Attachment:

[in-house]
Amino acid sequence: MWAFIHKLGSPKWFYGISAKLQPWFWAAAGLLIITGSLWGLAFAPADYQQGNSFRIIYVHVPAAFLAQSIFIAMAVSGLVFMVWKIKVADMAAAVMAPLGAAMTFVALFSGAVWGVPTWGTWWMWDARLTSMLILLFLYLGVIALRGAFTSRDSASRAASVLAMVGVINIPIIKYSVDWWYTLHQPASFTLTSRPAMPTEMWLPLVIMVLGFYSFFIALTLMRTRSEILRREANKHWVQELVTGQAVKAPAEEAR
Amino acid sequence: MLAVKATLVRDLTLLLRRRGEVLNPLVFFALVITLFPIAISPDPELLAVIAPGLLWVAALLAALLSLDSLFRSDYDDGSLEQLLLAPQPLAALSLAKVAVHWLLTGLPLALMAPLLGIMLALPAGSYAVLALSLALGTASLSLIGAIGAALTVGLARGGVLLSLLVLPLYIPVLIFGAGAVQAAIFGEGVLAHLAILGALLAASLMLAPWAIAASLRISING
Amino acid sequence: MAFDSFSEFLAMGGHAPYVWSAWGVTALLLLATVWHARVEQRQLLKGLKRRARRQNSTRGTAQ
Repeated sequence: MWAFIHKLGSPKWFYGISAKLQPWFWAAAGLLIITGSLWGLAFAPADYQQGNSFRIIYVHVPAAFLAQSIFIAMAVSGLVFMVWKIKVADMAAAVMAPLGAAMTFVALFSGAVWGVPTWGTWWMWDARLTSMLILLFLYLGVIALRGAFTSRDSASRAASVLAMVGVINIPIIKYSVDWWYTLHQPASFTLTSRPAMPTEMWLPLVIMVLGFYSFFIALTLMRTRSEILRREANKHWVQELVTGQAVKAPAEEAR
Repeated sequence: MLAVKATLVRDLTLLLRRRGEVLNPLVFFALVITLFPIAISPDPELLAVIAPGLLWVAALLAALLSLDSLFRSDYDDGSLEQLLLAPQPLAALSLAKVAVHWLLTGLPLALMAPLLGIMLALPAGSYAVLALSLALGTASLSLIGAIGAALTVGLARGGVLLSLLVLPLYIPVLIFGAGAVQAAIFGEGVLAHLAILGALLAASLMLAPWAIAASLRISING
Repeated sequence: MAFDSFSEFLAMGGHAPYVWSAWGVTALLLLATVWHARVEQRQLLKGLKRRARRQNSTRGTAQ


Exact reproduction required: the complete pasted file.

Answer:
[in-house]
Amino acid sequence: MWAFIHKLGSPKWFYGISAKLQPWFWAAAGLLIITGSLWGLAFAPADYQQGNSFRIIYVHVPAAFLAQSIFIAMAVSGLVFMVWKIKVADMAAAVMAPLGAAMTFVALFSGAVWGVPTWGTWWMWDARLTSMLILLFLYLGVIALRGAFTSRDSASRAASVLAMVGVINIPIIKYSVDWWYTLHQPASFTLTSRPAMPTEMWLPLVIMVLGFYSFFIALTLMRTRSEILRREANKHWVQELVTGQAVKAPAEEAR
Amino acid sequence: MLAVKATLVRDLTLLLRRRGEVLNPLVFFALVITLFPIAISPDPELLAVIAPGLLWVAALLAALLSLDSLFRSDYDDGSLEQLLLAPQPLAALSLAKVAVHWLLTGLPLALMAPLLGIMLALPAGSYAVLALSLALGTASLSLIGAIGAALTVGLARGGVLLSLLVLPLYIPVLIFGAGAVQAAIFGEGVLAHLAILGALLAASLMLAPWAIAASLRISING
Amino acid sequence: MAFDSFSEFLAMGGHAPYVWSAWGVTALLLLATVWHARVEQRQLLKGLKRRARRQNSTRGTAQ
Repeated sequence: MWAFIHKLGSPKWFYGISAKLQPWFWAAAGLLIITGSLWGLAFAPADYQQGNSFRIIYVHVPAAFLAQSIFIAMAVSGLVFMVWKIKVADMAAAVMAPLGAAMTFVALFSGAVWGVPTWGTWWMWDARLTSMLILLFLYLGVIALRGAFTSRDSASRAASVLAMVGVINIPIIKYSVDWWYTLHQPASFTLTSRPAMPTEMWLPLVIMVLGFYSFFIALTLMRTRSEILRREANKHWVQELVTGQAVKAPAEEAR
Repeated sequence: MLAVKATLVRDLTLLLRRRGEVLNPLVFFALVITLFPIAISPDPELLAVIAPGLLWVAALLAALLSLDSLFRSDYDDGSLEQLLLAPQPLAALSLAKVAVHWLLTGLPLALMAPLLGIMLALPAGSYAVLALSLALGTASLSLIGAIGAALTVGLARGGVLLSLLVLPLYIPVLIFGAGAVQAAIFGEGVLAHLAILGALLAASLMLAPWAIAASLRISING
Repeated sequence: MAFDSFSEFLAMGGHAPYVWSAWGVTALLLLATVWHARVEQRQLLKGLKRRARRQNSTRGTAQ